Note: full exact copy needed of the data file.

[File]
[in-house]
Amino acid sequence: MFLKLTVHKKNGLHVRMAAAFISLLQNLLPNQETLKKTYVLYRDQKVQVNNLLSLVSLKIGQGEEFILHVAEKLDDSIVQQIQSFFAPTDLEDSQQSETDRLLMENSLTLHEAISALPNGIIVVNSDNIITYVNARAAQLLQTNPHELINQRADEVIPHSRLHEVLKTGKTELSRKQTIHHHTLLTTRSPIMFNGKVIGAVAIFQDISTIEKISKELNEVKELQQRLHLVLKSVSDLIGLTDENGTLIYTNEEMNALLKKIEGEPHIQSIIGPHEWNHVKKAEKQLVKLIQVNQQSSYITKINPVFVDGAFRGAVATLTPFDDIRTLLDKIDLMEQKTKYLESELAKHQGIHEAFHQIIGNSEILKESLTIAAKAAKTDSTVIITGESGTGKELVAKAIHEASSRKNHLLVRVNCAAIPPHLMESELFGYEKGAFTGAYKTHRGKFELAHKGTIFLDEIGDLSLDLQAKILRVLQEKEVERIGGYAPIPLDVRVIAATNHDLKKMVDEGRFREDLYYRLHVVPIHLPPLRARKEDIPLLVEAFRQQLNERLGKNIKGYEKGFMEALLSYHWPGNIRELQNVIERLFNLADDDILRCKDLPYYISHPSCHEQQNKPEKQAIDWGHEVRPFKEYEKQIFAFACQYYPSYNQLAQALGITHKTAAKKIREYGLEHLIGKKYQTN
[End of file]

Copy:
[in-house]
Amino acid sequence: MFLKLTVHKKNGLHVRMAAAFISLLQNLLPNQETLKKTYVLYRDQKVQVNNLLSLVSLKIGQGEEFILHVAEKLDDSIVQQIQSFFAPTDLEDSQQSETDRLLMENSLTLHEAISALPNGIIVVNSDNIITYVNARAAQLLQTNPHELINQRADEVIPHSRLHEVLKTGKTELSRKQTIHHHTLLTTRSPIMFNGKVIGAVAIFQDISTIEKISKELNEVKELQQRLHLVLKSVSDLIGLTDENGTLIYTNEEMNALLKKIEGEPHIQSIIGPHEWNHVKKAEKQLVKLIQVNQQSSYITKINPVFVDGAFRGAVATLTPFDDIRTLLDKIDLMEQKTKYLESELAKHQGIHEAFHQIIGNSEILKESLTIAAKAAKTDSTVIITGESGTGKELVAKAIHEASSRKNHLLVRVNCAAIPPHLMESELFGYEKGAFTGAYKTHRGKFELAHKGTIFLDEIGDLSLDLQAKILRVLQEKEVERIGGYAPIPLDVRVIAATNHDLKKMVDEGRFREDLYYRLHVVPIHLPPLRARKEDIPLLVEAFRQQLNERLGKNIKGYEKGFMEALLSYHWPGNIRELQNVIERLFNLADDDILRCKDLPYYISHPSCHEQQNKPEKQAIDWGHEVRPFKEYEKQIFAFACQYYPSYNQLAQALGITHKTAAKKIREYGLEHLIGKKYQTN